The government has announced its response to last year’s Augur review. The review proposes 53 measures and changes to the UK’s current post-18 education and funding system. The government publicised its reforms to the student loan scheme on Thursday, but they’ve quickly earned criticism.
To begin with, the income threshold for repayments has been reduced from £27,295 to £25,000 from April 2025 onwards. Furthermore, the repayment period is to extend over 40 instead of 30 years meaning that many graduates will be paying off their student debt into their 60s. The government is also looking at excluding students who fail Maths and English GCSE or score lower A-level grades from getting student loans altogether.
Student loan scheme changes to ‘future-proof student finance system’
Speaking to reporters, Nadhim Zahawi, the education secretary said:
“This package of reforms will ensure students are being offered a range of different pathways, whether that is higher or further education, that lead to opportunities with the best outcomes – and put an end once for all to high interest rates on their student loans.”
Michelle Donelan, higher and further education minister, added that the Tory government was “delivering a fairer system for students, graduates and taxpayers as well as future-proofing the student finance system.”
Chair of the review, Sir Philip Augar, welcomed the reforms: “The package … forms the basis of a properly connected further and higher education sector. That connection is long overdue.”
The government is hoping to stem the high cost of student loans. According to the Department of Education, the value of outstanding loans is now £161bn and is set to rise to approximately £500bn over the next 20 years.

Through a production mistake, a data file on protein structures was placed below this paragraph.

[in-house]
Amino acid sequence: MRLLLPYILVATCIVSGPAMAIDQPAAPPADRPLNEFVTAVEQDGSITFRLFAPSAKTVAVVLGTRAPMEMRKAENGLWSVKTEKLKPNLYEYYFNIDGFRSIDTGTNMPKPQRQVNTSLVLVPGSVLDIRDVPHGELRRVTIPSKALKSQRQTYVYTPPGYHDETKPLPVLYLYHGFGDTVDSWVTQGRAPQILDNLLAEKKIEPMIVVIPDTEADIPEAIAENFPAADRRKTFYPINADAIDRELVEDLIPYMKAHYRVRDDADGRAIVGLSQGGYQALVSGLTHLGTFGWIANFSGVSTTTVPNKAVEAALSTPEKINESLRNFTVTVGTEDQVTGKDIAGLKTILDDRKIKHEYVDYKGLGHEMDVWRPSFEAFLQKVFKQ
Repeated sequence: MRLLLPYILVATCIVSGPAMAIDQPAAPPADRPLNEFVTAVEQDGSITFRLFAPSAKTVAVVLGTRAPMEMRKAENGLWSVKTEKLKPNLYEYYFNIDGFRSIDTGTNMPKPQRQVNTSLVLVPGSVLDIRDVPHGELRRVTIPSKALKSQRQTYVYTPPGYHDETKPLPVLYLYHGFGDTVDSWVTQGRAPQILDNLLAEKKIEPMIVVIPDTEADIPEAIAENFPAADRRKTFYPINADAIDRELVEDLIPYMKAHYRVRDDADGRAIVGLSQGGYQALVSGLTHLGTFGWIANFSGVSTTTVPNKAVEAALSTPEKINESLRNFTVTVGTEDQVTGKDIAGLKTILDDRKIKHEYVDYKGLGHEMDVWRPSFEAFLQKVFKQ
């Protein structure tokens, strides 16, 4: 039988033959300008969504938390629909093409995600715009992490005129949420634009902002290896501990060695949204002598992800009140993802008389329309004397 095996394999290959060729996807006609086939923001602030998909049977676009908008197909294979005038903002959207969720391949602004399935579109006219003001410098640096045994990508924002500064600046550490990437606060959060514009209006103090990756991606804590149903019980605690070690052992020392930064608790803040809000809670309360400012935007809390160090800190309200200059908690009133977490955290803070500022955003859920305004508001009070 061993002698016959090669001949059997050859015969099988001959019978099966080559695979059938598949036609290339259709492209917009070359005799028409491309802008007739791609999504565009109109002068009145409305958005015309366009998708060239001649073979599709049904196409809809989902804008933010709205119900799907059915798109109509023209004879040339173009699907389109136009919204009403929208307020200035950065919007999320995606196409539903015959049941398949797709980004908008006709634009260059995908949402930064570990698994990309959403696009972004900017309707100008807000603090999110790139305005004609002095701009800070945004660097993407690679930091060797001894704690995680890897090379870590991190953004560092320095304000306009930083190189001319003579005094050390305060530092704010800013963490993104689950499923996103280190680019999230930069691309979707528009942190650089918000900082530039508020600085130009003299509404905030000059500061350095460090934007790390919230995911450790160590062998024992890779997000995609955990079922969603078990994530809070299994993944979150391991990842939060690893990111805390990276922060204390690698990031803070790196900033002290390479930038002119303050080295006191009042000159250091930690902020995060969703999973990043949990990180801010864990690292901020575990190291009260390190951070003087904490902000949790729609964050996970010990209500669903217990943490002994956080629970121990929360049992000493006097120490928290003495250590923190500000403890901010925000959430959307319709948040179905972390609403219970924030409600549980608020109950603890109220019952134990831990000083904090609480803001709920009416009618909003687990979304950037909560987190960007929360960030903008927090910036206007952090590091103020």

Under existing rules, students repay 59p for every £1 borrowed which – with the reforms in place – the department estimates will now rise to 81p.
Government changes said to overburden students and exclude disadvantaged pupils
For students, the sweeping changes will mean a considerable financial burden. Whereas up until now, repayments only commenced as soon as graduates earned more than £27,295, they will now have to start paying the ‘stealth tax’ once they earn £25k.
In addition, the repayment period will now extend over 40 years. Under current rules, the student debt was written off after 30 years. With the extension of the repayment period by ten years, many graduates will be paying off their student loans well into their 60s. For government calculations, this means that 52% of students will pay off their loans in full compared to 23% under the existing scheme.
To soften the blow, the government is slashing the interest rates for new borrowers to equal the rate of inflation which, experts believe will unfairly benefit graduates on higher incomes.
The government has ignored many of the recommendations of the Augar review. It had, for instance, called for the reintroduction of maintenance grants for pupils in disadvantaged communities which were abolished in 2016.
Speaking to The Mirror, General Secretary of the Association of School and College Leaders, Geoff Barton said:
“We cannot escape the conclusion that these reforms represent an attempt to save money by reducing the number of students who access higher education and extending the loan period to make sure that they pay back more.”
“The appeal to the Treasury is obvious but the hardest hit will once again be our most disadvantaged young people.”
Minimum grade requirement will impact poor pupils most
One element of the government reforms of the student loan scheme has come in for a barrage of criticism namely the exclusion of pupils based on their academic performance.
Under today’s proposals, students who fail Maths and English may no longer be able to get student loans. Government data shows that in 2021, nearly a quarter of UK students didn’t get a Grade 4 in maths while almost 19% didn’t pass their English exam.
Reacting to the proposed changes, the chief executive of the organization Universities UK, Alistair Jarvis said the reforms threaten to “turn the clock back on progress made by universities to get more people from disadvantaged backgrounds into higher education and better jobs”, adding that reforms ought to “expand opportunity, not constrain it.”
Over the last decade, universities have worked hard to encourage pupils from disadvantaged areas to go to college increasing the participation rate from 18% in 2013 to 28% this year.